Home / Pablo Neruda’s 100 Sonnets of Love: 1 (A Translation)

Pablo Neruda’s 100 Sonnets of Love: 1 (A Translation)

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A few years ago, as an exercise to test how my studies in the Spanish language were going, I translated the 52nd sonnet from Nobel Prize winner Pablo Neruda’s book 100 Sonnets of Love. One of his most popular works in Chile, this book is a declaration of intense, profound, and exceedingly sensuous love to Neruda’s wife Matilde Urrutia.

When I’d finished the translation, I congratulated myself, grandly pleased by what I had done. But of course most of the reason that the translation had so much going for it was that the sonnet itself is a work of a truly exceptional talent.

I continued on and translated them all. In Spanish, each of these sonnets is an unruly flame. They move everywhere, in the way the emotions so often do in the moments leading to lovemaking. I kept this in mind in all my translations of the poems, and hope that my English at least approaches the intensity and excitement of Neruda’s Spanish.

I believe I did fairly well. After reading the manuscript, Isabel Allende wrote to me in a letter that “the more I read your translation, the more I am moved by it.”

This first entry in the series “Pablo Neruda’s 100 Sonnets of Love” contains Neruda’s preface to Matilde, and Sonnet #1. The others will follow, one by one, upon occasion.

To Matilde Urrutia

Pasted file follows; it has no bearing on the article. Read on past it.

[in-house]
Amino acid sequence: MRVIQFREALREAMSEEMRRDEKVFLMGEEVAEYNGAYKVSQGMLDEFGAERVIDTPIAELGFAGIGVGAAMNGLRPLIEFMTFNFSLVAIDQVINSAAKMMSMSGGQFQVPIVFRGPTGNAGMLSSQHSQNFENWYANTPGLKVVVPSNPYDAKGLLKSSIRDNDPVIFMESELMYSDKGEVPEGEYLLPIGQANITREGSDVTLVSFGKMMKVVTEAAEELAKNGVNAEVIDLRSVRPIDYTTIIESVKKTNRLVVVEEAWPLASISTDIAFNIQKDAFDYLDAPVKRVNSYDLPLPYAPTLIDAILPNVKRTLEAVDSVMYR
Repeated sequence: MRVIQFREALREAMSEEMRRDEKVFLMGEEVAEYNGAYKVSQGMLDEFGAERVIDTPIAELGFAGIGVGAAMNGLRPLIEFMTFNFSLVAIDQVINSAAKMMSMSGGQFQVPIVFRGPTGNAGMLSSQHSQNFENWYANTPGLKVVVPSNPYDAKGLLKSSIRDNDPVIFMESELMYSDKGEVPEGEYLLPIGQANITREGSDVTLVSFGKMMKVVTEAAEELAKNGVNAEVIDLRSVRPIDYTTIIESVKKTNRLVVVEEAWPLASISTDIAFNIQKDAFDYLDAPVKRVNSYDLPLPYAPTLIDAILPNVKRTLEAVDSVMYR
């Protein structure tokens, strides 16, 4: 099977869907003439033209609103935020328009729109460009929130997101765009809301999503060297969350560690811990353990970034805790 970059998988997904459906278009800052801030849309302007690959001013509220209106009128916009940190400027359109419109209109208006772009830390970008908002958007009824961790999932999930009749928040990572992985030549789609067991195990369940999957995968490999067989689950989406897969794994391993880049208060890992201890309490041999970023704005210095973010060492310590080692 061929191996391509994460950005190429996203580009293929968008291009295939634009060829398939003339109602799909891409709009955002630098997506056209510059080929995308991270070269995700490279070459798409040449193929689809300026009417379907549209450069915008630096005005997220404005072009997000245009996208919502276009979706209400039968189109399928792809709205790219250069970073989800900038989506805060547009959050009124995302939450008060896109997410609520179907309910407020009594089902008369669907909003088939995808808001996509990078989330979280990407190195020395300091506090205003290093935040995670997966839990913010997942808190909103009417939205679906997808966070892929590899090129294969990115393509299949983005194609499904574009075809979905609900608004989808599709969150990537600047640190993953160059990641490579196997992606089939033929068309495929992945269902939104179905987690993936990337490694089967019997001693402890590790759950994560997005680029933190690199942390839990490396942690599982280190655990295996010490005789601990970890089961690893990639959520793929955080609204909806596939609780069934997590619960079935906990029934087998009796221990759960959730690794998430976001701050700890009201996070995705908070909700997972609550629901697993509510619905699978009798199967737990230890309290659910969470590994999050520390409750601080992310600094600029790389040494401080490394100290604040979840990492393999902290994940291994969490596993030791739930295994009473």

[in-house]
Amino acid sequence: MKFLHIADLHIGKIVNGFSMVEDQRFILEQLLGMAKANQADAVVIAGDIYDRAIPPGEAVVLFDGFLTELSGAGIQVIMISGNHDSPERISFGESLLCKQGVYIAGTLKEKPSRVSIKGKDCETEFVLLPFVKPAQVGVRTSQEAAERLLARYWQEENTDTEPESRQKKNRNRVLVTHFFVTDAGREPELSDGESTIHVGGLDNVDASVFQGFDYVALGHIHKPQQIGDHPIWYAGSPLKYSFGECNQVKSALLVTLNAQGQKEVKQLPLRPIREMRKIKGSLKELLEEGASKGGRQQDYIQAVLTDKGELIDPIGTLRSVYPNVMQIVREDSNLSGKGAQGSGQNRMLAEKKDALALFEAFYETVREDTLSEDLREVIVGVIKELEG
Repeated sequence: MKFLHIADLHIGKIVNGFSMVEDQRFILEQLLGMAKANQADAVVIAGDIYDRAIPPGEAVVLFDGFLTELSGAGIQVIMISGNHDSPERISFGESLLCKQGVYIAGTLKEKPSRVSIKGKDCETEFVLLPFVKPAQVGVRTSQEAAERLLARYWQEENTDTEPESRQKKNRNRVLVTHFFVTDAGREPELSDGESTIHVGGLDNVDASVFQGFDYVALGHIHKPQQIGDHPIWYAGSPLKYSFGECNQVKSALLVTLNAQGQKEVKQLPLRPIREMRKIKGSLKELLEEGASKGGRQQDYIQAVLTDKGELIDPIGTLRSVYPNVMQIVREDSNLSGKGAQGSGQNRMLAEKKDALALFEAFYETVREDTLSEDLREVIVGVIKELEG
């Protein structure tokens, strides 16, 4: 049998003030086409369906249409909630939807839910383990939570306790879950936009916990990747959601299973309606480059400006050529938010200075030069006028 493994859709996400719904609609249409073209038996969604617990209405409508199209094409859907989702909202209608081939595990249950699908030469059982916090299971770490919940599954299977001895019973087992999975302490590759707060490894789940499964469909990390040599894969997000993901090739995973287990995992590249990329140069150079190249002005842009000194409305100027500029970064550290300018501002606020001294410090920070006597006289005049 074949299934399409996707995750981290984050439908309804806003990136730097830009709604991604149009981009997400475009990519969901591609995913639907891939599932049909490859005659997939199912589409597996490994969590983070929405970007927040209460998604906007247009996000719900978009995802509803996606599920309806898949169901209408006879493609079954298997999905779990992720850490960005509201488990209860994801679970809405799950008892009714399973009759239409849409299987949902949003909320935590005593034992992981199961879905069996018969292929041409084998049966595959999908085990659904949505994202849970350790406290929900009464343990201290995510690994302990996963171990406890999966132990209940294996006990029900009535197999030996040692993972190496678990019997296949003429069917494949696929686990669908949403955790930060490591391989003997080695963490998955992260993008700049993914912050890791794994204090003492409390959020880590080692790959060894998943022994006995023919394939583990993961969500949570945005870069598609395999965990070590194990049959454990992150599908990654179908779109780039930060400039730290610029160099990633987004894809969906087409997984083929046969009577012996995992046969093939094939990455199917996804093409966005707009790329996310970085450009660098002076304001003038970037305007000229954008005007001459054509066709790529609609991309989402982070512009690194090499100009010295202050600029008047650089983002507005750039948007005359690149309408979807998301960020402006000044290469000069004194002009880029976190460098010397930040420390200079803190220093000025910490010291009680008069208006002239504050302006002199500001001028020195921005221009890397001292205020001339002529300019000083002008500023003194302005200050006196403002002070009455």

My much loved wife, I suffered so, writing these inappropriately named sonnets to you. They gave me such pain… cost me so much. But the happiness of offering them to you is more than anything that can be found in a fine meadow. When I decided to do them, I knew very well that down one side of every sonnet, by chosen affection and elegance, poets from every age have arranged rhymes that have had the sound of silver or crystal or the firing of a cannon. With great humility I made these sonnets out of wood, and gave them the sound of that opaque and pure substance. And just so should they come to your ears. Walking through forests and on beaches, past lost lakes and through ashen latitudes, you and I gathered up fragments of purest timber, of wood subject to all the vagaries of water and bad weather. And from such extraordinarily softened ruins I made this woodyard of love, and built up small houses, each with fourteen boards, all with the help of just an axe, a knife, and a penknife. All for those eyes I adore and of which I sing. So now, the reasons for my love established, I deliver to you these one hundred: sonnets of wood that rose up only because you gave them life.
October 1959




    Matilde, a plant's name, the name of a stone or wine,

    or whatever is born of the earth and lasts,
    word in whose growth dawn grows,
    in whose summer months bursts the lemon's light.

    In that name run the wooden ships
    whelmed about by crowded marine azure fire,
    in those letters the river water
    flowing to the burnt ruin of my heart.

    Oh, name discovered beneath the vines,
    like the unknown tunnel's door
    from which communes the world's sweet smell!

    Oh, invade me with your smoldering mouth.
    If you wish, search me with your nocturne eyes.
    Just let me, slumbering, navigate your name.

Translation: Terence Clarke

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About Terence Clarke